After seeing The Revenant and The Hateful Eight, I feel underdressed. Got to get me one of those bearskins, preferably straight from the bear. Ain't seen so much fur since Fess Parker killed "a bar" with his knife in Davy Crockett, Indian Fighter (1954). Parker wore a coonskin cap made from actual raccoon, with face and tail still on, in the five-part TV serial that was then recut to make two movies. Every kid in America wanted that hat – and most got one if the National Museum of American History, which has the original, is correct. They say the simplified boys' version, with faux fur and real tail, sold 5000 units a day at the height of the Davy Crockett craze. Parker went on to star as Daniel Boone in another show in the 1960s, wearing what looked like the same hat. More raccoons untailed.
I grew up watching those shows, learning the ways of the red man and the white, so I've been looking forward to the return of the frontier film. Even so, The Revenant was a bit of a shock. Never has one man endured so much pain, so many wounds, so many setbacks, privations and ornery behaviour in search of an Oscar. If Leo DiCaprio doesn't win this time, well I'll be double-dog damned, as Sherriff Chris Mannix (Walton Goggins – now there's a name) says in The Hateful Eight, Quentin Tarantino's three-hour long, 70mm wide, chamber-piece of a western.
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Enduring The Revenant's harsh conditions
Leonardo DiCaprio admits that shooting The Revenant was the most difficult movie making experience of his career.
Say what? Those words don't sit right. A western that's more like a drawing-room comedy of manners? Bad manners, it's true, but Tarantino's eighth film is so much like a play as to warrant the comparison. There are eight men and one woman marooned in a wooden cabin in the mountains by a blizzard. Jennifer Jason Leigh is Daisy Domergue, a foul-mouthed killer who's on her way to the gallows, if Kurt Russell, as a bounty hunter, lives long enough to get her there. She gets punched in the face at least four times, plus an elbow in the nose. By the last reel, covered in blood and gore, she looks like a toothless version of Sissy Spacek in the original Carrie (1976). Most of the others look worse. The hatefuls include Samuel L Jackson, Tim Roth, Michael Madsen and Bruce Dern in a script that mixes Reservoir Dogs with the plot of Stagecoach, John Ford's classic from 1939. The only thing missing is a pregnant woman and Thomas Mitchell, as the drunken doctor, calling for "coffee, black coffee, bring lots of it".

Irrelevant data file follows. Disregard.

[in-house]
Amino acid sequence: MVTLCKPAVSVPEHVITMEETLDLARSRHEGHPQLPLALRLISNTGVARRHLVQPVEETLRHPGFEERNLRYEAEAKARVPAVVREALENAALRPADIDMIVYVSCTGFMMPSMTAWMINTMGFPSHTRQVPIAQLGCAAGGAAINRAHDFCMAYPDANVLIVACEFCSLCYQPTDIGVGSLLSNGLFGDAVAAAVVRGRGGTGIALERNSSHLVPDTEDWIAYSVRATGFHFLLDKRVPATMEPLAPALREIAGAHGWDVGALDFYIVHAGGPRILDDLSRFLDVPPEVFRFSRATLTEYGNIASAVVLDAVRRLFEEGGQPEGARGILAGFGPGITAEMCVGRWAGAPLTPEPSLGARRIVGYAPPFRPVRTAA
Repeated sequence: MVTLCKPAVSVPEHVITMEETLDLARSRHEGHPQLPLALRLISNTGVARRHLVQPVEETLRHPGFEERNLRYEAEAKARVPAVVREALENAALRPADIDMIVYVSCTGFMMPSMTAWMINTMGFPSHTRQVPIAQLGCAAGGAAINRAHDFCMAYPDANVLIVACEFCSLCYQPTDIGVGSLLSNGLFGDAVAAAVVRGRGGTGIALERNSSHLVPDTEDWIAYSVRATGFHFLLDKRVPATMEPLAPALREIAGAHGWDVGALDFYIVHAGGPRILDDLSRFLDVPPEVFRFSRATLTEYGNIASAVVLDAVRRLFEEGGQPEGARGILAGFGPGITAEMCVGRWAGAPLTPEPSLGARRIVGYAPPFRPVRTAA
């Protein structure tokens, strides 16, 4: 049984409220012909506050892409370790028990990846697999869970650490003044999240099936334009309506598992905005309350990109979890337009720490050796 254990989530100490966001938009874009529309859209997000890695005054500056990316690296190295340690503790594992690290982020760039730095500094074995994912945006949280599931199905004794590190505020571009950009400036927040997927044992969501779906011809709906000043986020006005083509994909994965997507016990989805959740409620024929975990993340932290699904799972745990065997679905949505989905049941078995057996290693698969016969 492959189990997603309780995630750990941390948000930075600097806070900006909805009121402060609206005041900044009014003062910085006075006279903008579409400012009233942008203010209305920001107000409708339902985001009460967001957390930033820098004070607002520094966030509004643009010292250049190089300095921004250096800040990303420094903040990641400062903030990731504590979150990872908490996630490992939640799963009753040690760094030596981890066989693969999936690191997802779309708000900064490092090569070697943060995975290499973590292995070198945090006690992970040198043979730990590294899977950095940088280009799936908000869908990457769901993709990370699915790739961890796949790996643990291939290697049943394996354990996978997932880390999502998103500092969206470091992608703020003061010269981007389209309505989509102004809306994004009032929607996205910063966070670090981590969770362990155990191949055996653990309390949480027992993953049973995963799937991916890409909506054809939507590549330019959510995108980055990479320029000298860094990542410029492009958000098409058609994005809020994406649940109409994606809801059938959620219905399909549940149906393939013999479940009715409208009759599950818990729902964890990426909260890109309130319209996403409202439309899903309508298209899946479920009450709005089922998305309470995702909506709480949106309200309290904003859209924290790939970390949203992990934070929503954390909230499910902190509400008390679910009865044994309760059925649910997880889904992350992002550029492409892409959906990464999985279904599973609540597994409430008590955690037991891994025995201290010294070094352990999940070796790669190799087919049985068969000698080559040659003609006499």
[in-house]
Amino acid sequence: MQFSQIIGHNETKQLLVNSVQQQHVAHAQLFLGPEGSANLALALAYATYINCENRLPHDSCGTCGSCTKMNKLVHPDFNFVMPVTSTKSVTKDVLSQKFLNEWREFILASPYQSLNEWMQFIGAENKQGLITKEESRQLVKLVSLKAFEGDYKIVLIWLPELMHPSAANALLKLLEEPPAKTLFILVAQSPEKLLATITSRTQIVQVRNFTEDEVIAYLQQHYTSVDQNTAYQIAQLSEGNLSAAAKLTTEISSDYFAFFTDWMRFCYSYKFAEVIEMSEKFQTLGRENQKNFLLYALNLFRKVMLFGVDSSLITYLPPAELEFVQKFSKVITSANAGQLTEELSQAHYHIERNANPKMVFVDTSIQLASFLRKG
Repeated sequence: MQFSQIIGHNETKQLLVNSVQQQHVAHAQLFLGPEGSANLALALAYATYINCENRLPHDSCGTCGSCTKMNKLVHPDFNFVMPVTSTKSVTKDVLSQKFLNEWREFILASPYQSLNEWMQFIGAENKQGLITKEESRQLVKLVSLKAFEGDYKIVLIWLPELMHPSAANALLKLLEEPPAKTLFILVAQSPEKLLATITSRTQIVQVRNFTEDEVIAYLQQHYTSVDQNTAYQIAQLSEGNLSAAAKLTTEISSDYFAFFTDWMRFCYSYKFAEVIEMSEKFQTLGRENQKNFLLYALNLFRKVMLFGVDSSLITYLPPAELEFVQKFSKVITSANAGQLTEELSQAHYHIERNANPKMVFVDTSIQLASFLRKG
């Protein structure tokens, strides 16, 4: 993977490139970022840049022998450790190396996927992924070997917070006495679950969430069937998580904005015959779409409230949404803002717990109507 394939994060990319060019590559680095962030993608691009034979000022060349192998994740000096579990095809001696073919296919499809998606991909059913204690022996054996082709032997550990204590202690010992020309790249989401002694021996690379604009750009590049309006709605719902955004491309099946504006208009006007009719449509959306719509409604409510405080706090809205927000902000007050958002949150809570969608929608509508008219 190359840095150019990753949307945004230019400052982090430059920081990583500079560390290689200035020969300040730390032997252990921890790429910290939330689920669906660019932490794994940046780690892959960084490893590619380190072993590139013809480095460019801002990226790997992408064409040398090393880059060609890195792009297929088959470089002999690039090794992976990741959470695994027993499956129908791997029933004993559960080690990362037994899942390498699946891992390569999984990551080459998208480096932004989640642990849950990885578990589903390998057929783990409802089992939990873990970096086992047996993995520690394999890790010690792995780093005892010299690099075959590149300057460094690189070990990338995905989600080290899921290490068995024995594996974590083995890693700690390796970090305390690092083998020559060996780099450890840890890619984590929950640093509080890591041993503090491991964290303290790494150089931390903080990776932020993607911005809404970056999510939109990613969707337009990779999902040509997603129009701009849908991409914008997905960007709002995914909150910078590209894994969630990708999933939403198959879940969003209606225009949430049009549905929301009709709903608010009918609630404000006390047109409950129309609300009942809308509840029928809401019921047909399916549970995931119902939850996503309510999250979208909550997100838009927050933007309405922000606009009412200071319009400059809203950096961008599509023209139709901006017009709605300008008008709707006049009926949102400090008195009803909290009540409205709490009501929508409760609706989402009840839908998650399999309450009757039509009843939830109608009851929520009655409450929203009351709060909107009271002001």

Even for Tarantino, The Hateful Eight is a gore-fest, but it's cartoonish violence. QT is still at least partly a teenager who loves splatter movies. He uses violence as a stick to beat us with, while building up layers of accusation about the real violence of American culture, borne out of its history. The Hateful Eight is at least as political, especially on the question of race, as Django Unchained. As that film was about slavery, this one is about the legacy of the civil war, which has ended not long before. "Only time black folks are safe is when white folks are disarmed," says Jackson's character, Major Marquis Warren.
The striking thing about these two films, arriving a week apart, is the similarity of purpose. They're both about a loss of backbone in American life. The Revenant, directed by Alejandro Inarritu (Birdman), is set in 1823 in Montana and Dakota, out beyond the frontier. Neither bear nor the Arikara Indians give quarter. In the opening scene, the "Ri" attack a quasi-military trapping party beside a river. The ferocity and clarity is terrifying and convincing: this is probably what it was like to be attacked by Indians, and it's a long way from Dances with Wolves. A few minutes later, DiCaprio's character Hugh Glass is shredded by a giant grizzly bear – another scene of unparalleled savagery. From there it gets really bad.
Tarantino makes no pretence at historical accuracy. His movie is about westerns, more than the west. But Inarritu's film is based on a famous story of survival, and he wants it to be more accurate than any western ever was. In both cases, the message to the audience is stark. You think your life is hard? Harden the f&^% up!
Both movies give the great American public a kick in their soft, ever-spreading XL buttocks. The Revenant isn't about conquest of the west or Manifest Destiny; it's about retaining your scalp. Glass wants revenge on the man who left him for dead, played by Tom Hardy, but that's just an extra motor for the survival story. His real adversaries are the weather and the terrain, followed by the Indians, wolves and bears. The wild, in short. As in, the opposite of tame, comfortable and safe. I suspect both films are aimed at the generation that has grown up with mobile devices and the inflated sense of safety they encourage. Inarritu said as much in an interview with The New York Times: compared to these people, we are wimps. The two films may even be an unconscious response to the threat posed by the new savages, the terrifying groups who behead people on YouTube. Either way, the message is the same: the bears are still out there.